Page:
Wikipedia expands free access in developing countries
- Wikipedia Zero is a project where mobile operators provide free Wikipedia access
- Widespread in Africa and Asia, it is hoping to expand in Latin America this year
- One limitation is cheap handsets do not always have fonts in local languages
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The Wikimedia Foundation is on the quest to expand its content and access to it for users in developing nations.
As part of its ‘Wikipedia Zero’ initiative the foundation is trying to make mobile access to Wikipedia free of internet data charges and to develop content in local languages.
“We started Wikipedia Zero because we [perceived] the trend that Wikipedia usage is shifting to mobiles, and [for it to] grow and expand in developing countries, we needed to [do more to] support the service on mobile,” says Carolynne Schloeder, director of mobile programs at the Wikimedia Foundation.
The foundation is partnering with mobile phone operators in developing countries to enable free internet access to Wikipedia. When a user accesses Wikipedia through an operator that has agreed to provide free usage, a message would appear to confirm that the page is free. When the user clicks an external link that may carry a cost to visit a warning message would show up.
The Wikipedia Zero initiative made its first deal to provide free access to mobile users in selected countries of Africa and the Middle East with telecom company Orange in 2012.
Another telecom company, MTN Group, signed a deal last month with Wikipedia Zero to provide access to the site in South Africa. The move came after school students in Cape Town wrote an open letter to mobile operators in the country asking them to introduce the scheme.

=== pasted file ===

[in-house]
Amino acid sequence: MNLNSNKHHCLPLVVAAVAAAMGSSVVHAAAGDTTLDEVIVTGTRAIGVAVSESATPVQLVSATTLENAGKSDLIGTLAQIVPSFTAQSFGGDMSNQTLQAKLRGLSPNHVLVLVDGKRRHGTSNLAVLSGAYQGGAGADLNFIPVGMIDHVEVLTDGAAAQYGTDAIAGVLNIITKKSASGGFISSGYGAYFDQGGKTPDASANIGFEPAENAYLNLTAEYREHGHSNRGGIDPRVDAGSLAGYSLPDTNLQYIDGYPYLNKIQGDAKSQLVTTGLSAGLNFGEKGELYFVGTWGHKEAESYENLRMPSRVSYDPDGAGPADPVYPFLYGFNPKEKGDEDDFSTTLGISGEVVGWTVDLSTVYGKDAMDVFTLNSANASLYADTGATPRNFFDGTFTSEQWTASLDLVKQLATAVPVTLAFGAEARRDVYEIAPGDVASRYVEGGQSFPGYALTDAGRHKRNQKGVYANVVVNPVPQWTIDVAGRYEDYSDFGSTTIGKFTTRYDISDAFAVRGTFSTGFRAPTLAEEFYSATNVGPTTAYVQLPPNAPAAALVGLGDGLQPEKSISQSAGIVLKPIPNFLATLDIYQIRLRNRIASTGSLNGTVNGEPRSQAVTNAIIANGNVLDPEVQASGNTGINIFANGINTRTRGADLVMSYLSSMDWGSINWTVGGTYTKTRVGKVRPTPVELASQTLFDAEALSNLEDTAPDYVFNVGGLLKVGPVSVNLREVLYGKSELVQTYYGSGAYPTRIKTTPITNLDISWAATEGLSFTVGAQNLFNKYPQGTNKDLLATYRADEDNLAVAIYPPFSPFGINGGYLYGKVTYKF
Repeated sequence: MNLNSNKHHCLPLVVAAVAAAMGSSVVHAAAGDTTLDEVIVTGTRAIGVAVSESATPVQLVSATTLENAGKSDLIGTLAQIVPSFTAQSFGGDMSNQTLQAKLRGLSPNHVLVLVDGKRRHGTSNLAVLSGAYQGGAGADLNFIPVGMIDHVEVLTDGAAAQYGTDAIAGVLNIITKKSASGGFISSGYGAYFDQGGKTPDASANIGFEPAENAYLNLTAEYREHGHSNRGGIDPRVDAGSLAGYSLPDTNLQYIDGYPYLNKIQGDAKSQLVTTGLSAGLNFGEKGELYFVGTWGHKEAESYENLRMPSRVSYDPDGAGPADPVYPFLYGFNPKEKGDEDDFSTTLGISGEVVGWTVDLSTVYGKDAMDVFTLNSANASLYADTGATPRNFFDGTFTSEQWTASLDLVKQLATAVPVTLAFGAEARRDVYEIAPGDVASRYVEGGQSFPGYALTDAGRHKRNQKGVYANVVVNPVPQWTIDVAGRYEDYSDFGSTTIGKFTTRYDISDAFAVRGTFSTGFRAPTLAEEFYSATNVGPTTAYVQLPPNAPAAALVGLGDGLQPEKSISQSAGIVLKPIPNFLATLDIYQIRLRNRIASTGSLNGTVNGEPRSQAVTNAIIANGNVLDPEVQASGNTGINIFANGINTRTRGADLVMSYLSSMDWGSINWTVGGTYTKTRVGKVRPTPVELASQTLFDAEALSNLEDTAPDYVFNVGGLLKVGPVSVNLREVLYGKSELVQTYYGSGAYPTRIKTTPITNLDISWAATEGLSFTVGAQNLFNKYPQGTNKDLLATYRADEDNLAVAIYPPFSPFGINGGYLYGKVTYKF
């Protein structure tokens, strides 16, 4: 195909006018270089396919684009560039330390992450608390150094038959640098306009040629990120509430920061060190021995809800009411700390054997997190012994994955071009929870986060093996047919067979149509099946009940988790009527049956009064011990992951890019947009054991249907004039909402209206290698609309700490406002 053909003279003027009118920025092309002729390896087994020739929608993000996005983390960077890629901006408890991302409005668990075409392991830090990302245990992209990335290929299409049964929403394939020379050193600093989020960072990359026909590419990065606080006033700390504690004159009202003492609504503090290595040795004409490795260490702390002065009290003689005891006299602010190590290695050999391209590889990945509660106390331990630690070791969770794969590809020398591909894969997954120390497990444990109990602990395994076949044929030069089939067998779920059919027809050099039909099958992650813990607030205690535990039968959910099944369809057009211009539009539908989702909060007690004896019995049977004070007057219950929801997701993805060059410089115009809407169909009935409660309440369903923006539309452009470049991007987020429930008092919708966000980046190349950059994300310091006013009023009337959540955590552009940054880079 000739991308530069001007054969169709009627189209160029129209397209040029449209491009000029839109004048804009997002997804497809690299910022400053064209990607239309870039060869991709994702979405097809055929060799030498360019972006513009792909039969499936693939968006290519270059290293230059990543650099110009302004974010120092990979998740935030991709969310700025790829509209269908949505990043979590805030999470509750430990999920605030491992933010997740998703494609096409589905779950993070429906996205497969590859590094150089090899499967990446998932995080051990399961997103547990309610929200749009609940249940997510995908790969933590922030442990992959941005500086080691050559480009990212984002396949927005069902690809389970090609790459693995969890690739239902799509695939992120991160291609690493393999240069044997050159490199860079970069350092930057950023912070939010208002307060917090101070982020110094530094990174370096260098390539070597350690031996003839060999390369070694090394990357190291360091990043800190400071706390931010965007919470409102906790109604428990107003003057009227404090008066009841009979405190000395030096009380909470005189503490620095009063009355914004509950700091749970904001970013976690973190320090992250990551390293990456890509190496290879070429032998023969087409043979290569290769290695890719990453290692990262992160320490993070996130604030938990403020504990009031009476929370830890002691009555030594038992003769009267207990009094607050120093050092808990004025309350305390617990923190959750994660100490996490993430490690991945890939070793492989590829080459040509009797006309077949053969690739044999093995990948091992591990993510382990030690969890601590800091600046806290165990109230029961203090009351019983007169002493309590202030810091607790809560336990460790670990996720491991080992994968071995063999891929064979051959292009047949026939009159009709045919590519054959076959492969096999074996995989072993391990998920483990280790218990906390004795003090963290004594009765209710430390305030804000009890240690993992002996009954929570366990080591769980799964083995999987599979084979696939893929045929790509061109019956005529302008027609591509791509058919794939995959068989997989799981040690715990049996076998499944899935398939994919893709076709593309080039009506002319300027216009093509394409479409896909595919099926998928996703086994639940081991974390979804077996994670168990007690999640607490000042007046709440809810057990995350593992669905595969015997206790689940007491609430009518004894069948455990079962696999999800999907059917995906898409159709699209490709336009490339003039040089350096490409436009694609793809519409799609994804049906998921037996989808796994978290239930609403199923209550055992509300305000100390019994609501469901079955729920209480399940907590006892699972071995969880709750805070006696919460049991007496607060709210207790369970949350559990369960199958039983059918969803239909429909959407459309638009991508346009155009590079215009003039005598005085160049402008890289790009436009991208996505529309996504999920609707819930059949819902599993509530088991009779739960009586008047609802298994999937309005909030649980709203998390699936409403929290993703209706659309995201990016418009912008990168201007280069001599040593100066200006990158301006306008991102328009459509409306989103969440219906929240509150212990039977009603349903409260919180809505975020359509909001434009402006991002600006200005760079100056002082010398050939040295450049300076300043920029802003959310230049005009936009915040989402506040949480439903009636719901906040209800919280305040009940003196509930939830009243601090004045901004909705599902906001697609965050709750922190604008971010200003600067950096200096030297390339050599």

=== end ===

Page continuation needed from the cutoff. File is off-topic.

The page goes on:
Wikipedia Zero has now expanded to 23 developing-world countries and is working with 26 operators.
“We are reaching about 300 million mobile subscribers who can now access Wikipedia free of data charge and we have a lot of [operators] in the pipeline,” Schloeder tells SciDev.Net.
Following inroads into many countries in Africa and Asia, the foundation is looking to expand in Latin America in the coming year, she says. It is also boosting content development in local languages.
As part of this effort, for example, Wikimedia Foundation’s local chapter in Bangladesh conducted a workshop last month (16–17 February) with telecom operator Grameenphone to introduce its participants to the basics of Wikipedia editing in Bengali.
“Our main aim is to expand access to Wikipedia and grow readership in developing countries,” Schloeder says. “Along the way we are partnering with operators who want to support their local communities and help create a strong Wikipedia resource in their local language.”
Though Wikipedia is available in a lot of local languages, according to Schloeder, not all mobile phones support fonts in every language, and the foundation hopes to solve this by collaborating with operating system providers.
For those who do not have an internet-enabled mobile handset or a smart phone, the foundation is also looking to provide a free search-by-SMS option to access Wikipedia.
Information scientist Michael Twidale, of the University of Illinois, United States, says he sees Wikipedia Zero as “an exciting initiative with a lot of potential.”
“Persuading the operators should be a fairly easy case to make,” he says. “It can provide an awful lot of publicity to them.” He adds that it is “possible that those with free access to Wikipedia might be interested in willingly paying for data access to read other material”.
See below for a video on Wikipedia’s expansion in developing nations: